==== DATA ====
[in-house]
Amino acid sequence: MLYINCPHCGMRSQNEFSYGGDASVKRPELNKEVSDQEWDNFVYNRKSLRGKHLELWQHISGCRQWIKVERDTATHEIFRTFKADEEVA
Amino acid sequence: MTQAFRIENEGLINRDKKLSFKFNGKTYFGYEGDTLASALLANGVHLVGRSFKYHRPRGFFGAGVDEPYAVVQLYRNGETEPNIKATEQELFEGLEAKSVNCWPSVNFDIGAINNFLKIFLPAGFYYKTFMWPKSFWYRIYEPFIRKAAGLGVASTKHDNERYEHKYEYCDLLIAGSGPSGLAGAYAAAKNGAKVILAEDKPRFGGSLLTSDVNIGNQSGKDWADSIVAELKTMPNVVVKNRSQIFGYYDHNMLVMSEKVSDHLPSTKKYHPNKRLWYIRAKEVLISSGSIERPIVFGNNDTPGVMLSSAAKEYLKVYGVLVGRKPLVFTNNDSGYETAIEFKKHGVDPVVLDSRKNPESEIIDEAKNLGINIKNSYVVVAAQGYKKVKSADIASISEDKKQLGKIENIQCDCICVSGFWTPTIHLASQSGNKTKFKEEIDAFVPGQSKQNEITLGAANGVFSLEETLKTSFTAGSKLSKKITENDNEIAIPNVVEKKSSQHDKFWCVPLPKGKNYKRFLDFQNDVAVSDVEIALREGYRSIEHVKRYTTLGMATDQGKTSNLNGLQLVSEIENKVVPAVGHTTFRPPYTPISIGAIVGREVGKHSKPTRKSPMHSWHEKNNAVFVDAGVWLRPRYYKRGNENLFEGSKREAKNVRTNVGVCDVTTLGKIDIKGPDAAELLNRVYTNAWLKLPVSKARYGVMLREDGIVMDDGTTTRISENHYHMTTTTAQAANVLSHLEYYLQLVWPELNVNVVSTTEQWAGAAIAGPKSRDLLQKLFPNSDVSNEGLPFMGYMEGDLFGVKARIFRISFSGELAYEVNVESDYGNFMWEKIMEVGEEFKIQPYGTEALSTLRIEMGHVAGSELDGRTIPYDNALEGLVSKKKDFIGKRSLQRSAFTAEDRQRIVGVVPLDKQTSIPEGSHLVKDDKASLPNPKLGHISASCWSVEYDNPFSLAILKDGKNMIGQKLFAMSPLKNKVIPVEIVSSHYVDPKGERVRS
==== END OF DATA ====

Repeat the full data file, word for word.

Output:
[in-house]
Amino acid sequence: MLYINCPHCGMRSQNEFSYGGDASVKRPELNKEVSDQEWDNFVYNRKSLRGKHLELWQHISGCRQWIKVERDTATHEIFRTFKADEEVA
Amino acid sequence: MTQAFRIENEGLINRDKKLSFKFNGKTYFGYEGDTLASALLANGVHLVGRSFKYHRPRGFFGAGVDEPYAVVQLYRNGETEPNIKATEQELFEGLEAKSVNCWPSVNFDIGAINNFLKIFLPAGFYYKTFMWPKSFWYRIYEPFIRKAAGLGVASTKHDNERYEHKYEYCDLLIAGSGPSGLAGAYAAAKNGAKVILAEDKPRFGGSLLTSDVNIGNQSGKDWADSIVAELKTMPNVVVKNRSQIFGYYDHNMLVMSEKVSDHLPSTKKYHPNKRLWYIRAKEVLISSGSIERPIVFGNNDTPGVMLSSAAKEYLKVYGVLVGRKPLVFTNNDSGYETAIEFKKHGVDPVVLDSRKNPESEIIDEAKNLGINIKNSYVVVAAQGYKKVKSADIASISEDKKQLGKIENIQCDCICVSGFWTPTIHLASQSGNKTKFKEEIDAFVPGQSKQNEITLGAANGVFSLEETLKTSFTAGSKLSKKITENDNEIAIPNVVEKKSSQHDKFWCVPLPKGKNYKRFLDFQNDVAVSDVEIALREGYRSIEHVKRYTTLGMATDQGKTSNLNGLQLVSEIENKVVPAVGHTTFRPPYTPISIGAIVGREVGKHSKPTRKSPMHSWHEKNNAVFVDAGVWLRPRYYKRGNENLFEGSKREAKNVRTNVGVCDVTTLGKIDIKGPDAAELLNRVYTNAWLKLPVSKARYGVMLREDGIVMDDGTTTRISENHYHMTTTTAQAANVLSHLEYYLQLVWPELNVNVVSTTEQWAGAAIAGPKSRDLLQKLFPNSDVSNEGLPFMGYMEGDLFGVKARIFRISFSGELAYEVNVESDYGNFMWEKIMEVGEEFKIQPYGTEALSTLRIEMGHVAGSELDGRTIPYDNALEGLVSKKKDFIGKRSLQRSAFTAEDRQRIVGVVPLDKQTSIPEGSHLVKDDKASLPNPKLGHISASCWSVEYDNPFSLAILKDGKNMIGQKLFAMSPLKNKVIPVEIVSSHYVDPKGERVRS